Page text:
If you lived in town in the 1930s, your house had probably electricity. In town, families started using electric stoves, coffee makers, waffle irons, hot plates, electric roasters, and Waring Blenders during the 1930s. But if you lived in a farmhouse in the country, you did not have electricity.
Before the government hooked up farmhouses to electricity, farm life was very different and much more work. There were no electric lights, radios, air conditioners, washers and dryers, electric irons. Of course, there were no computers, televisions, microwave ovens, or video games. In farmhouses and barns, light came from kerosene lamps that were so dim "you almost had to use a flashlight to see if they were on," says Stan Jensen.
Stan Jensen (right) says battery-powered radios helped to end some of the isolation rural families felt. But radio batteries could go dead at the worst possible time for example, during the final rounds of the decade's most important boxing match.
Hollis Miller's boyhood home didn't have electricity. He says children did their homework by kerosene lamp. At milking time, they hung kerosene lanterns in the barn so they could see from one cow to the other and so they wouldn't "get kicked too bad."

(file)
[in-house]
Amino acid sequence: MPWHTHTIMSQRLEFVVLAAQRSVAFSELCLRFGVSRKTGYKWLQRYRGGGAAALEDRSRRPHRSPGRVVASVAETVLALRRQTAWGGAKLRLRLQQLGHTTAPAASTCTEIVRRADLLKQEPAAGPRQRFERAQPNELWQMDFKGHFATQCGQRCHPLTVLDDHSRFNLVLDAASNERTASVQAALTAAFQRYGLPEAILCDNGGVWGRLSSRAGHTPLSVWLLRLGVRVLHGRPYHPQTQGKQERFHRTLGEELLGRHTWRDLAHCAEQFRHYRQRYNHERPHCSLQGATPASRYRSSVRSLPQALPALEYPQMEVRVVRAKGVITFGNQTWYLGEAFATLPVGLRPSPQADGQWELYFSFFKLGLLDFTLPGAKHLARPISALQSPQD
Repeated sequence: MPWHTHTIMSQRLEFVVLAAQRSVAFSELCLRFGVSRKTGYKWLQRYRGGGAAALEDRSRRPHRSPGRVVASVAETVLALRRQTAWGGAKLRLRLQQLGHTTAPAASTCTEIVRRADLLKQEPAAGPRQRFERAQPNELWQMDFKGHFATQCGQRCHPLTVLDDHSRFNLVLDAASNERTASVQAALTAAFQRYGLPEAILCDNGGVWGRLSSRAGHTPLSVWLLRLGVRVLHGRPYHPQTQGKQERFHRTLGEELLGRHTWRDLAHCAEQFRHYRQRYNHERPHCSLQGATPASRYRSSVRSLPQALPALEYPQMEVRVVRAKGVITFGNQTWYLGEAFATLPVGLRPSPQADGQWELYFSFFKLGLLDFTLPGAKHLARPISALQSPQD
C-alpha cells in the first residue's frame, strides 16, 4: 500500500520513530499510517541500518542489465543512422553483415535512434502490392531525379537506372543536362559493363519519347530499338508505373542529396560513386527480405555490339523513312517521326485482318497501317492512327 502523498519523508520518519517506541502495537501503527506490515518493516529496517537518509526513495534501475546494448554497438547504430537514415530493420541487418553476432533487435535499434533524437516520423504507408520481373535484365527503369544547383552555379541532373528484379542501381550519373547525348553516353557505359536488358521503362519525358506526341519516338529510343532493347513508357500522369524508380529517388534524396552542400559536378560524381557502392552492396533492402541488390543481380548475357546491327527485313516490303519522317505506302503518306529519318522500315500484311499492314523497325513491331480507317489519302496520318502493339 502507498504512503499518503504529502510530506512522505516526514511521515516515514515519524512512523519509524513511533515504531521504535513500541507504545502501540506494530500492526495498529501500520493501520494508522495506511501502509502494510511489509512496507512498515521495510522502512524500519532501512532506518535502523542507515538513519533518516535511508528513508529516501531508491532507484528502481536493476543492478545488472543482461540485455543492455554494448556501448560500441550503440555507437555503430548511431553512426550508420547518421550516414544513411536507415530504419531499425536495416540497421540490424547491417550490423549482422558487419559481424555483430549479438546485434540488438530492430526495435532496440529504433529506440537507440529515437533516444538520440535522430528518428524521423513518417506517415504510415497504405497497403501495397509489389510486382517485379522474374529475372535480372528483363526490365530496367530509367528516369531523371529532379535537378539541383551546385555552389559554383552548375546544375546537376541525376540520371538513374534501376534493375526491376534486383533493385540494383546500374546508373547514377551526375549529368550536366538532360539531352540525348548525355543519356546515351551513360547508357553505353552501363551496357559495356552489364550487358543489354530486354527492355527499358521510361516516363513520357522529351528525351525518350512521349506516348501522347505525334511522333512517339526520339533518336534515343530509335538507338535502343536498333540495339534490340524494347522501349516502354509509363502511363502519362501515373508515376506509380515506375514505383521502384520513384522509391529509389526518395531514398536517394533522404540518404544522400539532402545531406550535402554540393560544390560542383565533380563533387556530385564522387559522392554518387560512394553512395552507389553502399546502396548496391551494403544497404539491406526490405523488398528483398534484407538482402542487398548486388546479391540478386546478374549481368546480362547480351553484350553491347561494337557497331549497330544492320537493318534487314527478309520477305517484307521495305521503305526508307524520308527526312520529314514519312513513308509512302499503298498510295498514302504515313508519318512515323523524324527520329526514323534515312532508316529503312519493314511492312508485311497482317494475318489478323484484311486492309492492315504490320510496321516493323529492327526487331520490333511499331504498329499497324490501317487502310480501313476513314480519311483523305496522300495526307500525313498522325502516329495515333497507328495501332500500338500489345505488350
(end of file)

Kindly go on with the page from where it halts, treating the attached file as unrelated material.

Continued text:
Elroy Hoffman (left) says he had to carry "a dang old kerosene lantern. You had to light a match to see if it was burning."
On the farm, men and women, boys and girls did work by hand: hauling water, milking cows, pitching hay, picking corn, and cranking the cream separator or corn shelling machines by hand. Farmwomen cooked meals on a stove that burned wood or corncobs. Families heated water on the stove to take baths and wash clothes. Before electric irons, women pressed clothes with a wedge of iron heated on the stove. The family's bathroom was outdoors, an unheated shack over a deep pit.
Before the REA strung electric lines to connect rural homes, a few farmers bought battery systems to run lights, crude appliances and, most important, a radio. And to get lights before electric lines were connected, some houses had a carbide gas light system with a buried tank of water and pellets to create gas to burn. Kenneth Jackson (right) remembers the electric systems that were used before electricity reached the farm.
Written by Claudia Reinhardt and Bill Ganzel, the Ganzel Group. First written and published in 2003.